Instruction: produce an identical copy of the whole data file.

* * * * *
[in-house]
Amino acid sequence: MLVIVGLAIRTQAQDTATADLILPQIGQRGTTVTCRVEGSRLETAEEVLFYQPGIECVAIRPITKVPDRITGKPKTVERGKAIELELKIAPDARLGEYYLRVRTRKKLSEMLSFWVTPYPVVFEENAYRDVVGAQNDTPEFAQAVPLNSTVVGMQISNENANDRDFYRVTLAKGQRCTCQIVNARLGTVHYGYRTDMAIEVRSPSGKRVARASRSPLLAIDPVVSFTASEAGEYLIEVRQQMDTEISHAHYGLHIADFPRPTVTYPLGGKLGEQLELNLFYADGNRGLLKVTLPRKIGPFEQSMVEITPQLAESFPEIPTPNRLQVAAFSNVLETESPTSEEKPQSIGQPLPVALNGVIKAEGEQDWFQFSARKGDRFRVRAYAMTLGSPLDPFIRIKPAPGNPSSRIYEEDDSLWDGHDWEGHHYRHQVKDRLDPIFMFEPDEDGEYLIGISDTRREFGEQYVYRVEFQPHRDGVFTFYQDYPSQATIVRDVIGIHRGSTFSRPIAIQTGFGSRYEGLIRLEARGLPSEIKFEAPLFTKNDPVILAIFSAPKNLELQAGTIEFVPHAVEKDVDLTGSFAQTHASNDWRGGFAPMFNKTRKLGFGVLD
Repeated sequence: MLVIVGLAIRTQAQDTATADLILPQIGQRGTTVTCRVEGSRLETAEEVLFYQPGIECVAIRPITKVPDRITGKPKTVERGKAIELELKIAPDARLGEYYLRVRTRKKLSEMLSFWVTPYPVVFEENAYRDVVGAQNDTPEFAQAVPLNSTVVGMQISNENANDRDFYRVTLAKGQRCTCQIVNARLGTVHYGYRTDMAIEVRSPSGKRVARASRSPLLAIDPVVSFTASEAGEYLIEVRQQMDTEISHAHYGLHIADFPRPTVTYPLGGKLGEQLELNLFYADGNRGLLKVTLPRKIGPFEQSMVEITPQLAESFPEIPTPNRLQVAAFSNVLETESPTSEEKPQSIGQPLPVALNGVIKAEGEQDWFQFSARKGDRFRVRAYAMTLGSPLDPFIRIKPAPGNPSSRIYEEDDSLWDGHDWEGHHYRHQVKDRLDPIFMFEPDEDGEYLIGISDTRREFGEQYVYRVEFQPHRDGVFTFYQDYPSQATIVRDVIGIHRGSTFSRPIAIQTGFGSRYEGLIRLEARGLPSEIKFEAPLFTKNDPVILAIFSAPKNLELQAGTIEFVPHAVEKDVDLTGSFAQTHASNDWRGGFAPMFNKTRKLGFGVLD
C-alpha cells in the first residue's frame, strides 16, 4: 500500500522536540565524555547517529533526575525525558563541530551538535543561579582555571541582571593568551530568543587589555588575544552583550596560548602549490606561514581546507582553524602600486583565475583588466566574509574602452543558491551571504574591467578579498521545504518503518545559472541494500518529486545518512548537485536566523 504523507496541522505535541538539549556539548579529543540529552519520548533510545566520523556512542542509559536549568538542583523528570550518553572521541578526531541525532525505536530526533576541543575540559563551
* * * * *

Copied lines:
[in-house]
Amino acid sequence: MLVIVGLAIRTQAQDTATADLILPQIGQRGTTVTCRVEGSRLETAEEVLFYQPGIECVAIRPITKVPDRITGKPKTVERGKAIELELKIAPDARLGEYYLRVRTRKKLSEMLSFWVTPYPVVFEENAYRDVVGAQNDTPEFAQAVPLNSTVVGMQISNENANDRDFYRVTLAKGQRCTCQIVNARLGTVHYGYRTDMAIEVRSPSGKRVARASRSPLLAIDPVVSFTASEAGEYLIEVRQQMDTEISHAHYGLHIADFPRPTVTYPLGGKLGEQLELNLFYADGNRGLLKVTLPRKIGPFEQSMVEITPQLAESFPEIPTPNRLQVAAFSNVLETESPTSEEKPQSIGQPLPVALNGVIKAEGEQDWFQFSARKGDRFRVRAYAMTLGSPLDPFIRIKPAPGNPSSRIYEEDDSLWDGHDWEGHHYRHQVKDRLDPIFMFEPDEDGEYLIGISDTRREFGEQYVYRVEFQPHRDGVFTFYQDYPSQATIVRDVIGIHRGSTFSRPIAIQTGFGSRYEGLIRLEARGLPSEIKFEAPLFTKNDPVILAIFSAPKNLELQAGTIEFVPHAVEKDVDLTGSFAQTHASNDWRGGFAPMFNKTRKLGFGVLD
Repeated sequence: MLVIVGLAIRTQAQDTATADLILPQIGQRGTTVTCRVEGSRLETAEEVLFYQPGIECVAIRPITKVPDRITGKPKTVERGKAIELELKIAPDARLGEYYLRVRTRKKLSEMLSFWVTPYPVVFEENAYRDVVGAQNDTPEFAQAVPLNSTVVGMQISNENANDRDFYRVTLAKGQRCTCQIVNARLGTVHYGYRTDMAIEVRSPSGKRVARASRSPLLAIDPVVSFTASEAGEYLIEVRQQMDTEISHAHYGLHIADFPRPTVTYPLGGKLGEQLELNLFYADGNRGLLKVTLPRKIGPFEQSMVEITPQLAESFPEIPTPNRLQVAAFSNVLETESPTSEEKPQSIGQPLPVALNGVIKAEGEQDWFQFSARKGDRFRVRAYAMTLGSPLDPFIRIKPAPGNPSSRIYEEDDSLWDGHDWEGHHYRHQVKDRLDPIFMFEPDEDGEYLIGISDTRREFGEQYVYRVEFQPHRDGVFTFYQDYPSQATIVRDVIGIHRGSTFSRPIAIQTGFGSRYEGLIRLEARGLPSEIKFEAPLFTKNDPVILAIFSAPKNLELQAGTIEFVPHAVEKDVDLTGSFAQTHASNDWRGGFAPMFNKTRKLGFGVLD
C-alpha cells in the first residue's frame, strides 16, 4: 500500500522536540565524555547517529533526575525525558563541530551538535543561579582555571541582571593568551530568543587589555588575544552583550596560548602549490606561514581546507582553524602600486583565475583588466566574509574602452543558491551571504574591467578579498521545504518503518545559472541494500518529486545518512548537485536566523 504523507496541522505535541538539549556539548579529543540529552519520548533510545566520523556512542542509559536549568538542583523528570550518553572521541578526531541525532525505536530526533576541543575540559563551